There has been a lot of talk in the media this year about compromise on Capitol Hill. The cries of “Republicans should compromise!” “Democrats should compromise!” “We all need to compromise so that we can get something done!” ring out from every corner. There are two observations I think should be made about the call to compromise.
First, compromise in and of itself is not a virtue. One can compromise on a number of issues, but any virtue from the compromise comes from the moral dimension of the issue itself, not from the compromise. Compromise can be morally neutral, but only if the issue is morally neutral. If my wife and I are debating where to spend vacation time or go to dinner, I don’t mind compromising to please her. I enjoy making her happy, so to compromise pleases both of us. But there is no moral dimension to the questions of where to go or what to do on such occasions.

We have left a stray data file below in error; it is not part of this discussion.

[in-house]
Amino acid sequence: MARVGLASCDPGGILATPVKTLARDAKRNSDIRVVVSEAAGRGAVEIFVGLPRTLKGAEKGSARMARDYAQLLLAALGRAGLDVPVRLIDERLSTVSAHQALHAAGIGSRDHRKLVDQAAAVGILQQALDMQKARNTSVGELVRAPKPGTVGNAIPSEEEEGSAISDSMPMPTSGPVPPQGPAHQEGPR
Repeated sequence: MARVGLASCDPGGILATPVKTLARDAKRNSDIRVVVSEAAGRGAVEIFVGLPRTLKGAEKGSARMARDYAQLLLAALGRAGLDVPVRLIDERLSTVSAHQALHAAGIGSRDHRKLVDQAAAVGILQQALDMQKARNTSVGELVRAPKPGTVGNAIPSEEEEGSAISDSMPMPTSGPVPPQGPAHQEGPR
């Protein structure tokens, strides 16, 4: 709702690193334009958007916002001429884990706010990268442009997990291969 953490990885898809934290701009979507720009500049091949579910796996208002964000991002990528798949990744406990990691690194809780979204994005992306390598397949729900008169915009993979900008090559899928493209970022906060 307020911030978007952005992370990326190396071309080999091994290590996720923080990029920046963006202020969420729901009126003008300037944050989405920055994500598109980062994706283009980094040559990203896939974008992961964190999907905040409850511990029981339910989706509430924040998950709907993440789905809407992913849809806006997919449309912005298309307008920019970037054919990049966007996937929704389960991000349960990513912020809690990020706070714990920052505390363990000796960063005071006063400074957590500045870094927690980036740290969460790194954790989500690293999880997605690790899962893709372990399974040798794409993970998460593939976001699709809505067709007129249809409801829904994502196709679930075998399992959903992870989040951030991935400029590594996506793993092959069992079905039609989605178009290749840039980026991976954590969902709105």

This leads immediately to the second observation, that to compromise with evil is to do evil. If two people disagree over an issue that is morally wrong, abortion, for example, the person who opposes abortion compromises their moral character if they compromise with the person who favors abortion. They move away from that which is good in the direction of that which is evil.
Any discussion of compromise must, therefore, be framed within the larger of discussion of right and wrong. We must not compromise simply for the sake of compromising or simply to get something done. If something can truly be said to be wrong, no one should compromise in that direction, ever.